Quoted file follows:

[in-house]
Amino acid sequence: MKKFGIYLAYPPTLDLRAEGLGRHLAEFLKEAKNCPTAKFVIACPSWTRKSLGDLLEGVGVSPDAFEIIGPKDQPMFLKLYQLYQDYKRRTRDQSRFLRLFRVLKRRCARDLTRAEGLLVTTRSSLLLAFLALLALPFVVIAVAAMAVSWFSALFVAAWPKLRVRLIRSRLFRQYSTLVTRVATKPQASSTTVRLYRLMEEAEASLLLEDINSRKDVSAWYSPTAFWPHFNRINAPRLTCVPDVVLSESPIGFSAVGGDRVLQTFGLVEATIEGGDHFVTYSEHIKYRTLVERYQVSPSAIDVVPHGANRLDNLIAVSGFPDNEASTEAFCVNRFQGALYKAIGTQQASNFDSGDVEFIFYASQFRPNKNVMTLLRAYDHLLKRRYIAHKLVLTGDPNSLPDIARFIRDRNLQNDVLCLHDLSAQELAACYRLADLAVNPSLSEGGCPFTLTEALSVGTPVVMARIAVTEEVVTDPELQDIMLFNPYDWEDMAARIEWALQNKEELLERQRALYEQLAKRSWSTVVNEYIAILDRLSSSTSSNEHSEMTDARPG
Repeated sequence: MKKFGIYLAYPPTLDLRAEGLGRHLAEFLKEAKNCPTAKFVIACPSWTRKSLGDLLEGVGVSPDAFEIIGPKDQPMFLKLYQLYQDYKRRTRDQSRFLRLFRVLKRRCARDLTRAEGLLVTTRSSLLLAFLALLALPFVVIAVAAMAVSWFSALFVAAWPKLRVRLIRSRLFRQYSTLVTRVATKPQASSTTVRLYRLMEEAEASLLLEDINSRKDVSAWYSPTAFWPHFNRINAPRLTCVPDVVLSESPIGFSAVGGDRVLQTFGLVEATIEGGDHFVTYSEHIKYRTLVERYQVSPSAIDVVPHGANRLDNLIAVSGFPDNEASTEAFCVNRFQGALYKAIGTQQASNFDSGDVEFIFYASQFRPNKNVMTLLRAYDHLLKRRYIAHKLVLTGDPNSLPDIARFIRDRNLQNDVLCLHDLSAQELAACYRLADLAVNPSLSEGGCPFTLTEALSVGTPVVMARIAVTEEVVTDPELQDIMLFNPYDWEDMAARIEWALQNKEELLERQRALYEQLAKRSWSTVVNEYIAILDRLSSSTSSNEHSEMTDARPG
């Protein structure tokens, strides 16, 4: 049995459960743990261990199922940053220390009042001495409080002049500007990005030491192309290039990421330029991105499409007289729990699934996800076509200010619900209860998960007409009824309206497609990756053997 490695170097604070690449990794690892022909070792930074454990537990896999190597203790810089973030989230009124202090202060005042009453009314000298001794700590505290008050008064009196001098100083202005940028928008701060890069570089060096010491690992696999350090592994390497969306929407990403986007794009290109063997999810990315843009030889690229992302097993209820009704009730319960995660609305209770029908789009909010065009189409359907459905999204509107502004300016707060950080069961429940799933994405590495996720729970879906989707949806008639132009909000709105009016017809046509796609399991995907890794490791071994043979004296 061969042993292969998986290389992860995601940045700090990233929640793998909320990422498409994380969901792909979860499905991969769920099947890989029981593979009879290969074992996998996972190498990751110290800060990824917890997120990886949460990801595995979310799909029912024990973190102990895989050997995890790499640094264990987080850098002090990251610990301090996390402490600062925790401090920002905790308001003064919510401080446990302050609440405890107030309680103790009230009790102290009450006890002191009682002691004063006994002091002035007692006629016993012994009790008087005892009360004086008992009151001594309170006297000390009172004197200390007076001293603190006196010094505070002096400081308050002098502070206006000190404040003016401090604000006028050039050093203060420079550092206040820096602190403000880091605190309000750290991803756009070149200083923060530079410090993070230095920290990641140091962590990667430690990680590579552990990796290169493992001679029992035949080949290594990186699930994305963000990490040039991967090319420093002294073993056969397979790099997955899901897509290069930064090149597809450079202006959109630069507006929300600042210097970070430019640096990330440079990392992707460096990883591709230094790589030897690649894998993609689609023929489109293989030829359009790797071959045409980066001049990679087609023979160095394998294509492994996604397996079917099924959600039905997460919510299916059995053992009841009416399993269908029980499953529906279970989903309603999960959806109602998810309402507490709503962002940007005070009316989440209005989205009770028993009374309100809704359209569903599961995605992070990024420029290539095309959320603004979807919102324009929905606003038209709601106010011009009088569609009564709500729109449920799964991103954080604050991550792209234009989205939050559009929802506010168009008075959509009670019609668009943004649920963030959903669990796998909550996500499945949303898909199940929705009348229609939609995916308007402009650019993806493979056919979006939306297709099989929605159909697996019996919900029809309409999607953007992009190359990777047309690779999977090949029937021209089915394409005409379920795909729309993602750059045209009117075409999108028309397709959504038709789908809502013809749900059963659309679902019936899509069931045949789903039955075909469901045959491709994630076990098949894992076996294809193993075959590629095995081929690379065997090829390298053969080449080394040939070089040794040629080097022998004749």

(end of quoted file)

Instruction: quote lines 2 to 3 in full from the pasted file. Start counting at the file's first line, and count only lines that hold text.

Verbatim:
Amino acid sequence: MKKFGIYLAYPPTLDLRAEGLGRHLAEFLKEAKNCPTAKFVIACPSWTRKSLGDLLEGVGVSPDAFEIIGPKDQPMFLKLYQLYQDYKRRTRDQSRFLRLFRVLKRRCARDLTRAEGLLVTTRSSLLLAFLALLALPFVVIAVAAMAVSWFSALFVAAWPKLRVRLIRSRLFRQYSTLVTRVATKPQASSTTVRLYRLMEEAEASLLLEDINSRKDVSAWYSPTAFWPHFNRINAPRLTCVPDVVLSESPIGFSAVGGDRVLQTFGLVEATIEGGDHFVTYSEHIKYRTLVERYQVSPSAIDVVPHGANRLDNLIAVSGFPDNEASTEAFCVNRFQGALYKAIGTQQASNFDSGDVEFIFYASQFRPNKNVMTLLRAYDHLLKRRYIAHKLVLTGDPNSLPDIARFIRDRNLQNDVLCLHDLSAQELAACYRLADLAVNPSLSEGGCPFTLTEALSVGTPVVMARIAVTEEVVTDPELQDIMLFNPYDWEDMAARIEWALQNKEELLERQRALYEQLAKRSWSTVVNEYIAILDRLSSSTSSNEHSEMTDARPG
Repeated sequence: MKKFGIYLAYPPTLDLRAEGLGRHLAEFLKEAKNCPTAKFVIACPSWTRKSLGDLLEGVGVSPDAFEIIGPKDQPMFLKLYQLYQDYKRRTRDQSRFLRLFRVLKRRCARDLTRAEGLLVTTRSSLLLAFLALLALPFVVIAVAAMAVSWFSALFVAAWPKLRVRLIRSRLFRQYSTLVTRVATKPQASSTTVRLYRLMEEAEASLLLEDINSRKDVSAWYSPTAFWPHFNRINAPRLTCVPDVVLSESPIGFSAVGGDRVLQTFGLVEATIEGGDHFVTYSEHIKYRTLVERYQVSPSAIDVVPHGANRLDNLIAVSGFPDNEASTEAFCVNRFQGALYKAIGTQQASNFDSGDVEFIFYASQFRPNKNVMTLLRAYDHLLKRRYIAHKLVLTGDPNSLPDIARFIRDRNLQNDVLCLHDLSAQELAACYRLADLAVNPSLSEGGCPFTLTEALSVGTPVVMARIAVTEEVVTDPELQDIMLFNPYDWEDMAARIEWALQNKEELLERQRALYEQLAKRSWSTVVNEYIAILDRLSSSTSSNEHSEMTDARPG